Slim Randles | CNBNewsnet
Why do we go to the sales barn? We love agriculture, and it's part of living here to see who buys what and rejoice in their good fortune, even if our own grass is stressed to the limit by whatever varmint we're currently feeding. Or, it could be that we figure we've already lived too long, and if the right horse or cow comes through there, and we buy it, our wives will see to it that we don't suffer in agony for untold years.
This weekly auction is a treasure house for our dogs. It's a dog's day out, a chance to scrounge under the bleachers for dropped hot dog portions and the occasional sweet bun crust. It's
a chance for them to get reacquainted with dog buddies and to check out any new pickups in the parking lot whose tires have not yet been properly baptized.
My coonhound loves it. She had done her munching, scrounging and socializing and was curled up under my truck, waiting for me, as we were getting ready to leave. Dud's blue heeler was flitting around in the bed of his pickup truck, guarding against anything that might deign to trespass. And Doc had a new dog, of non-obvious parentage, on a leash, which meant he was not yet broken in to sales barn etiquette. Once he got used to it, and had been introduced to the other dogs, he'd fit right in and the leash would be history.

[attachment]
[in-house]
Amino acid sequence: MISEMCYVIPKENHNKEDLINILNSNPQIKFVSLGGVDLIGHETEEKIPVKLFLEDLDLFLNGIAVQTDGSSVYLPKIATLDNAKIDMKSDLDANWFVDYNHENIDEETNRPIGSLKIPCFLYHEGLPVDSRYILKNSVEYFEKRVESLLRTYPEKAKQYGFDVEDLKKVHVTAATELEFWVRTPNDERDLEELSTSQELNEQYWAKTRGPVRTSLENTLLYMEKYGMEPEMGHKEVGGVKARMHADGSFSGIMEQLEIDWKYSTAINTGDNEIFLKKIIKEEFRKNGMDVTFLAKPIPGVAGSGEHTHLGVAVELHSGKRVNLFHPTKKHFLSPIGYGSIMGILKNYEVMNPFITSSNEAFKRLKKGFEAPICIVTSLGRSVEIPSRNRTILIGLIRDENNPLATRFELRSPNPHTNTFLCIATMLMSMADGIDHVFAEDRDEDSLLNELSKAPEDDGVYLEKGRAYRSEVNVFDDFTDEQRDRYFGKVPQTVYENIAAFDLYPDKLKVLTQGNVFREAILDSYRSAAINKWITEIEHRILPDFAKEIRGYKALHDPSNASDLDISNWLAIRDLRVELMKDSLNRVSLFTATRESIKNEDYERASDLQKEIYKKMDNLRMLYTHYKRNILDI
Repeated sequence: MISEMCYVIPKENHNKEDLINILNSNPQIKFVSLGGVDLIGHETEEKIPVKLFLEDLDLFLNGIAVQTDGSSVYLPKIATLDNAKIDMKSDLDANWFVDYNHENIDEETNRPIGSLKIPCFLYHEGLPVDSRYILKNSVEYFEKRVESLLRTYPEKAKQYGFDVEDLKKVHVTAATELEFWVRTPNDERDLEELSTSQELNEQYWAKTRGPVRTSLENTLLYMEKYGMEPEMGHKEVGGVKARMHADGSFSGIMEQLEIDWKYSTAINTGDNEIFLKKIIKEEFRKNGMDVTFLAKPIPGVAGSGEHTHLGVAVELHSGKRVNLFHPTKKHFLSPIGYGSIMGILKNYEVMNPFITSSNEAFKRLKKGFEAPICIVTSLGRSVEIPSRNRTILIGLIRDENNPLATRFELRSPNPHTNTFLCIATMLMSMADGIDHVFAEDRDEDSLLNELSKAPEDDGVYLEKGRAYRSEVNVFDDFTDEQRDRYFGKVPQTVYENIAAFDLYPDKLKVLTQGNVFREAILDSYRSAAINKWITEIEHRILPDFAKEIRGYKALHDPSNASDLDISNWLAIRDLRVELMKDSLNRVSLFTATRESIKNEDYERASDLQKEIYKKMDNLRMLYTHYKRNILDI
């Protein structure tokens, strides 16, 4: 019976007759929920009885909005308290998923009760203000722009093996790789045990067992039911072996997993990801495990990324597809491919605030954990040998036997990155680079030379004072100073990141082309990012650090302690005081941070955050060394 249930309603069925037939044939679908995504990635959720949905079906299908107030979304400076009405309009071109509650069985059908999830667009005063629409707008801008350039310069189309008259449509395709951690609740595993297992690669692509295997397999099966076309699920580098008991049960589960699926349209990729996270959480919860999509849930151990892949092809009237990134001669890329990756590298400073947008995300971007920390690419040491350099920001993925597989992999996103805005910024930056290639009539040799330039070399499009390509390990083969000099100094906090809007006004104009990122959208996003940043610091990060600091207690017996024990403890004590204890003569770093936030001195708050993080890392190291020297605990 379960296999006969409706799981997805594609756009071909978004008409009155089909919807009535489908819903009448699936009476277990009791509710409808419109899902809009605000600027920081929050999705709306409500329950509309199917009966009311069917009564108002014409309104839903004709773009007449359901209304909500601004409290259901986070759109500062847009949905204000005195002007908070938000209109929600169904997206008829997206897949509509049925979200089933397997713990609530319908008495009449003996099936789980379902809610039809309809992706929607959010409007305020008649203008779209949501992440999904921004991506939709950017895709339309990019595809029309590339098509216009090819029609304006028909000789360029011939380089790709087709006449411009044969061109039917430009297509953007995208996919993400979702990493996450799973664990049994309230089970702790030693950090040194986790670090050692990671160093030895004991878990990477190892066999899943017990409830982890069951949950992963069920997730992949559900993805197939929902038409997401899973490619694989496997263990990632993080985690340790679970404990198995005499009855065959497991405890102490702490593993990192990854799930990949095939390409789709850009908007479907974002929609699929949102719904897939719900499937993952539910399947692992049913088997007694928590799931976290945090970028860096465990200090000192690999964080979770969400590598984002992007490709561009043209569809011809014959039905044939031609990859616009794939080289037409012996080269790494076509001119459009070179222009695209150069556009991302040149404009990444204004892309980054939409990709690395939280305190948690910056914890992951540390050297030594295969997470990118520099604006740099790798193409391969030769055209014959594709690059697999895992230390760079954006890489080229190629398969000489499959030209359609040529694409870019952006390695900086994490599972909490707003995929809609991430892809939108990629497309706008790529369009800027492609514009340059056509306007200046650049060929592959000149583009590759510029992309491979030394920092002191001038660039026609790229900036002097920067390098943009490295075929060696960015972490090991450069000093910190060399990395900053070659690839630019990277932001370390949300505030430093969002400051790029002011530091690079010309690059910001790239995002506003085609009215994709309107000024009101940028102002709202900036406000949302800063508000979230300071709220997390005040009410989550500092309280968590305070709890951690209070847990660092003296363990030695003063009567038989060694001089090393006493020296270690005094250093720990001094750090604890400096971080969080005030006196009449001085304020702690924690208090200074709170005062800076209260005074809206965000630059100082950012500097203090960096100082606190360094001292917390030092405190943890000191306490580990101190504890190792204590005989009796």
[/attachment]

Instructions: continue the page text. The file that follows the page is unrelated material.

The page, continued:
"What kind of dog is that, Doc?" we asked.
"Why, he's an Egyptian shepherd."
"I never heard of an Egyptian shepherd. Does he work cattle?"
"What's he do?"
Doc grinned, "He makes pyramids in the back yard.